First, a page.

Perhaps more than any other single piece of legislation, the stakes here are high. For better or worse, the New York Health Act would have a huge impact on the economy and would disrupt the state’s current health system, which, despite its flaws, insures about 95 percent of New Yorkers. About a third of New Yorkers are currently enrolled in free or low-cost coverage through the state’s $70 billion taxpayer-funded Medicaid program or Child Health Plus, while another 700,000 or so are enrolled in the Essential Plan, an insurance option created under the Affordable Care Act for low-income residents who don’t qualify for Medicaid.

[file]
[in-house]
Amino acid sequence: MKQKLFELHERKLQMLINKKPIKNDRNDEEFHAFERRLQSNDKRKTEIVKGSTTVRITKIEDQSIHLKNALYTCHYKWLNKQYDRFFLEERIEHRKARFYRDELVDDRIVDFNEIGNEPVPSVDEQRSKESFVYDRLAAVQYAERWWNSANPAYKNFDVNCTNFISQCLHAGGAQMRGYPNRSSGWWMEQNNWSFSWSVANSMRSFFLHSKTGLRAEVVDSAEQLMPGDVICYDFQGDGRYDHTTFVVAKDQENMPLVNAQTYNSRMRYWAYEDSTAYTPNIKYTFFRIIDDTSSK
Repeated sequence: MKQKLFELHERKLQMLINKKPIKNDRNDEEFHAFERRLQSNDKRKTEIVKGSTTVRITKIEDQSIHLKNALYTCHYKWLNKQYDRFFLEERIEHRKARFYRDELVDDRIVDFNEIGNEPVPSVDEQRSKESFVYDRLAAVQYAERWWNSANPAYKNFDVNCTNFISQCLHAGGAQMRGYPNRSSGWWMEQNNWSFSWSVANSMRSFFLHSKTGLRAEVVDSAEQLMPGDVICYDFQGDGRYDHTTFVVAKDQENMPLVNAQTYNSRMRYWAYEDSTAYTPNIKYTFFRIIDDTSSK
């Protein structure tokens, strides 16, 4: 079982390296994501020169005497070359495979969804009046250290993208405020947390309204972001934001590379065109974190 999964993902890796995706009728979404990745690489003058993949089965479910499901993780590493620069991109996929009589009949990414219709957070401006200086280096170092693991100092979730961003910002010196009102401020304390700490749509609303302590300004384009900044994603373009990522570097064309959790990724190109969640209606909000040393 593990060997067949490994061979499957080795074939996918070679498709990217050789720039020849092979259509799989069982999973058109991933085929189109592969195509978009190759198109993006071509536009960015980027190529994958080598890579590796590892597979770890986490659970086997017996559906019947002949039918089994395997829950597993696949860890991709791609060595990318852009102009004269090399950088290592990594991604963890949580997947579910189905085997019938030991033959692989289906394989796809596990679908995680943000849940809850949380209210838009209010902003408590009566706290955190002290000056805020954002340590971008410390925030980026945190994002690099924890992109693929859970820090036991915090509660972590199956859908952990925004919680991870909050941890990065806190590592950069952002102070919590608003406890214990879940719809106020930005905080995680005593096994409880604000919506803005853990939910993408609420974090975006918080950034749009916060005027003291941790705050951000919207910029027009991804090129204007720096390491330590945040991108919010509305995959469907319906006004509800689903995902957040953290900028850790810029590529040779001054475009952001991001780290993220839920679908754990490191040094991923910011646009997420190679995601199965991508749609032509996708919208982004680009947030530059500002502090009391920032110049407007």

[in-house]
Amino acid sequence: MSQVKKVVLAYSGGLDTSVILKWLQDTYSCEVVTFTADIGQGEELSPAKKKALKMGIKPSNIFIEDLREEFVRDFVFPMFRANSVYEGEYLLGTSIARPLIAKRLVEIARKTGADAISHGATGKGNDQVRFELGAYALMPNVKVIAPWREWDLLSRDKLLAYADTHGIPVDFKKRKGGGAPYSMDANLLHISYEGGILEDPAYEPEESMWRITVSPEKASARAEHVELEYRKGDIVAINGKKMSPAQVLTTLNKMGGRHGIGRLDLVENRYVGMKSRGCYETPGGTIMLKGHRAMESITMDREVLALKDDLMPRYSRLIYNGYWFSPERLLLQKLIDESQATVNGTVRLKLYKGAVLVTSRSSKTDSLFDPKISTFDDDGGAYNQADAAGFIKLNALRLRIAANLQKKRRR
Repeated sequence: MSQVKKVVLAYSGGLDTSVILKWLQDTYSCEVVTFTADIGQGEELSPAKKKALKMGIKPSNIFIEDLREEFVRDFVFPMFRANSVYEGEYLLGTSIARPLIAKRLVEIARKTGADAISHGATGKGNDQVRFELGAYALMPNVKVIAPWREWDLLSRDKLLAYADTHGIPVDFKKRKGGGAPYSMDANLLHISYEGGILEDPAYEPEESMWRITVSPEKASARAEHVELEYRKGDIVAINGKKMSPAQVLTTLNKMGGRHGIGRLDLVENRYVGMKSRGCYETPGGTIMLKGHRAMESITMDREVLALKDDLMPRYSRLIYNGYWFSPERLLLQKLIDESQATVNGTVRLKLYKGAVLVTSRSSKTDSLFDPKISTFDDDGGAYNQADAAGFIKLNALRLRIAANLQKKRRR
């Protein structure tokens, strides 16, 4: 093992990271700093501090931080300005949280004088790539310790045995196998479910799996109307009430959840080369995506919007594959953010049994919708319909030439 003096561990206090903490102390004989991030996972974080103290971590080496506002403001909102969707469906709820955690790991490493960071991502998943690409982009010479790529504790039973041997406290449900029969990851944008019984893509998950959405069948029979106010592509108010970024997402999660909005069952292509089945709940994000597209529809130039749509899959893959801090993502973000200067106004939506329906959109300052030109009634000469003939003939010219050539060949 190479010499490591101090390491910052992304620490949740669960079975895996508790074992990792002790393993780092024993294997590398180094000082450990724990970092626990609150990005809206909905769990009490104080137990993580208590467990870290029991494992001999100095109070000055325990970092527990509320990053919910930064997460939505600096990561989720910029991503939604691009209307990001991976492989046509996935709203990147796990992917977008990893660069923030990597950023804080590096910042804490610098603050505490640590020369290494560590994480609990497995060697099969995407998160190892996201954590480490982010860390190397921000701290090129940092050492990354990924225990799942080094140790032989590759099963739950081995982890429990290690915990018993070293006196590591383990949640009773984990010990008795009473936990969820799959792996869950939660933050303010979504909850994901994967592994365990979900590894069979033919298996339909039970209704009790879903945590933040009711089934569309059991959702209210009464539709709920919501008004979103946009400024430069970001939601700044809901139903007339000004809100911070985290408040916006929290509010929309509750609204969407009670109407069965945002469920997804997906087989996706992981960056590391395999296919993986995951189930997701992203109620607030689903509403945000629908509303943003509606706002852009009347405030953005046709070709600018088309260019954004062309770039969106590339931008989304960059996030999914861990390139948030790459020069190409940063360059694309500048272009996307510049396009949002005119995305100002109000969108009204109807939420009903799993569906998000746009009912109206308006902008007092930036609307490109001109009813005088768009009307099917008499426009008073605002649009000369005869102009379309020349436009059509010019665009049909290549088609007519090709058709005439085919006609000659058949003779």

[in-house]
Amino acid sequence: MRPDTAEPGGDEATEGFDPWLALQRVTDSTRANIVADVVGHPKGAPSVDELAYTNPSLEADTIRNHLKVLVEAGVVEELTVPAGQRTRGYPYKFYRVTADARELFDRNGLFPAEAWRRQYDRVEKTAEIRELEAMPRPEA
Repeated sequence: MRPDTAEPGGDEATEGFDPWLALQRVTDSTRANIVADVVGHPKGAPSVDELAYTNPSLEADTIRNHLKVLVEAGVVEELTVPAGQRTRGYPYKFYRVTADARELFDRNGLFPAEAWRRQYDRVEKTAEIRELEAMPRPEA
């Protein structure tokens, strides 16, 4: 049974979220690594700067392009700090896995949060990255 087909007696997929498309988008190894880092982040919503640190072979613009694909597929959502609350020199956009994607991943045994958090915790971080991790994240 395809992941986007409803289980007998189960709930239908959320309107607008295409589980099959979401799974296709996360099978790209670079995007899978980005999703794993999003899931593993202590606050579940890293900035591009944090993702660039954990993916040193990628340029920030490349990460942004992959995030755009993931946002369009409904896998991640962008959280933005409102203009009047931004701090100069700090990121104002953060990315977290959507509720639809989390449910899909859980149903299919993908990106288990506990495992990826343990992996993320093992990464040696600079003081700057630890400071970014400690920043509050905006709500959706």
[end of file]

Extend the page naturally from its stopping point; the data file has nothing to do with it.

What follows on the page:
“We would want to work as hard as possible to make this a high-quality public program so it has a positive impact on the national debate,” said Katie Robbins, director of the Campaign for New York Health. “The risk of not [passing the bill] is high as well. People are rationing care because they can’t afford it. People are being tied to jobs and marriages they don’t want and health outcomes are shameful."